"The intuitive mind is a sacred gift and the rational mind is a faithful servant. We have created a society that honors the servant and has forgotten the gift." Albert Einstein
Artists, innovators, and the wise have found a way to tap into a creative field that has no boundaries and is directly accessible to all. This infinite field is sometimes referred to as pure consciousness or pure awareness. It cannot be fully grasped by the intellect. Often, in the midst of a creative act, people say "my work comes through me," an attempt to describe the experience of being caught in a creative stream that is beyond the mind. When we tap into this boundless field we find ourselves in a rich flow of energy, insight, and innovation, ushering in a tremendous sense of well-being.
We access this interconnected field of awareness through our intuition. Intuition comes to us through direct perception. It is holistic, integrative, and it arises from within.
Our intuition is guided by the context in which it appears. A farmer's intuition will serve his or her relationship to the natural world, an artist's intuition will inform color, content, and style, and a business leader's intuition will inform vision, strategy, and the ongoing, moment-to-moment interface with others. High social intelligence, which is the ability to accurately read other people, is largely informed by intuition.
Many of us long for those rare occasions when we are caught in the flow of creative expression. When this happens the mind is relatively quiet, time stands still or disappears, there is a high degree of focus and presence, and, paradoxically, a greater sense of spaciousness. How can we more consistently access this state?
When the mind is the master instead of the servant it obstructs our capacity to access our intuition and the creative stream which comes with it. The mind, more often than not, is either reliving and rewriting events of the past, or imagining, rehearsing, and planning for the future. Most of us spend an inordinate amount of time planning what is to come or going back over what has been. This becomes a habit of mind and a habit of attention.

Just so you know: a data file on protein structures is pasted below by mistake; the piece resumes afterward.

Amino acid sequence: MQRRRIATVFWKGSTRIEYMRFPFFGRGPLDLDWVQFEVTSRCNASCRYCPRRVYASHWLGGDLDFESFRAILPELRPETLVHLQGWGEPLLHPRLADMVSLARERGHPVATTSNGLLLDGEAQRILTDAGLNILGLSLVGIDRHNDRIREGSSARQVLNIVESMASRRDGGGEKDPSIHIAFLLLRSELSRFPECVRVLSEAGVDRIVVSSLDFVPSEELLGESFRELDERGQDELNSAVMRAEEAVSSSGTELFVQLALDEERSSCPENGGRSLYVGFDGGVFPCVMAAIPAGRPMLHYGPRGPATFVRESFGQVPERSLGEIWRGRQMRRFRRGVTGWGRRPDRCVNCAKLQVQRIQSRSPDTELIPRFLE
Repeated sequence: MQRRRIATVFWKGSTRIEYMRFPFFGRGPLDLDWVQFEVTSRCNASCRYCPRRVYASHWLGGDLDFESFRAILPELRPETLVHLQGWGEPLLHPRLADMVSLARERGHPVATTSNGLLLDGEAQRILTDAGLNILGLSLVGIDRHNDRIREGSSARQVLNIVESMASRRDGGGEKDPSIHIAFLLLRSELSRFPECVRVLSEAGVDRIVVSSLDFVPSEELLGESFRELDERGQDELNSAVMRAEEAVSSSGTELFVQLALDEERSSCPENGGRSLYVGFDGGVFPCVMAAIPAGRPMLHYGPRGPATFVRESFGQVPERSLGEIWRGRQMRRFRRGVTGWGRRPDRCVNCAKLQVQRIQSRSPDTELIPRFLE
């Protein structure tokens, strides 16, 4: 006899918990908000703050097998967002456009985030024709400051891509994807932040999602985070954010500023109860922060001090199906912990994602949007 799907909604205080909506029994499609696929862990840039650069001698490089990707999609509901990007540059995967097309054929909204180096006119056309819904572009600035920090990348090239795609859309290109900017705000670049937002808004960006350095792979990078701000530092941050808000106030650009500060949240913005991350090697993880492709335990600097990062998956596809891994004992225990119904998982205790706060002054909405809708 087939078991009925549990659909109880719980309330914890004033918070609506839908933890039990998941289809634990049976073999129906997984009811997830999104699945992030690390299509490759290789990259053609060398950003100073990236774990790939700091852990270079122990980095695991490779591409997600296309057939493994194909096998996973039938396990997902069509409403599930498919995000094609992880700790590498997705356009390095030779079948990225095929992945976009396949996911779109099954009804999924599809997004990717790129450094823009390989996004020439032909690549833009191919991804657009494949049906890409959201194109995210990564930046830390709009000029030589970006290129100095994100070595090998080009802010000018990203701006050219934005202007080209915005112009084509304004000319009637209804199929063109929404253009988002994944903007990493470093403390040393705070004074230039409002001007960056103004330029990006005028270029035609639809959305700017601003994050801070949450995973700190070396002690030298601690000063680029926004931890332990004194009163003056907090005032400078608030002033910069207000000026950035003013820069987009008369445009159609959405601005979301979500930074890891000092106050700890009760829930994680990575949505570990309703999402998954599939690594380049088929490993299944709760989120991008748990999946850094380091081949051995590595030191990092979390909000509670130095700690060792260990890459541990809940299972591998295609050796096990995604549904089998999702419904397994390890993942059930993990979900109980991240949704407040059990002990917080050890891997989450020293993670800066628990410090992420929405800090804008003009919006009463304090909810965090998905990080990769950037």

The mind is a closed system. Similar to a computer, its output is based on input. Intuition accesses information that is beyond the mind, fed from the stream of pure perception. For this reason, it taps a creative stream that is infinite.
Our intuition can only be accessed in the present moment. Consequently, our access increases when we stabilize our relationship to the present. Practices which quiet the mind, such as meditation, help us come more fully into the present, increasing our access to intuitive wisdom.
When we look within, we discover the ways in which the mind obstructs our capacity to access intuition. We notice its parade of commentary, judgement and habit. Through the practice of observing the mind with an attitude of inquiry and without judgement, we develop an ability to discern the difference between the intellect and pure awareness. By placing our awareness on awareness itself, the mind eventually quiets and intuitive wisdom becomes more accessible.
We have created a society that reveres the intellect and minimizes intuition. We value knowledge over wisdom. For many, viewing the rational mind as a servant is radical. Yet, when we treat the intellect as master, we essentially place that which is finite above that which is infinite. Conversely, when knowledge is utilized within the context of a quiet and clear mind, it becomes the faithful servant that Einstein purports. "This everyone ought to know. We have eyes within, deeper than these eyes; and a hearing deeper than this hearing" (Basil of Caeserea). Through the cultivation of silence, this deeper substratum becomes a source of inspiration, creativity, and wisdom that we can consistently draw from, providing a resting place within.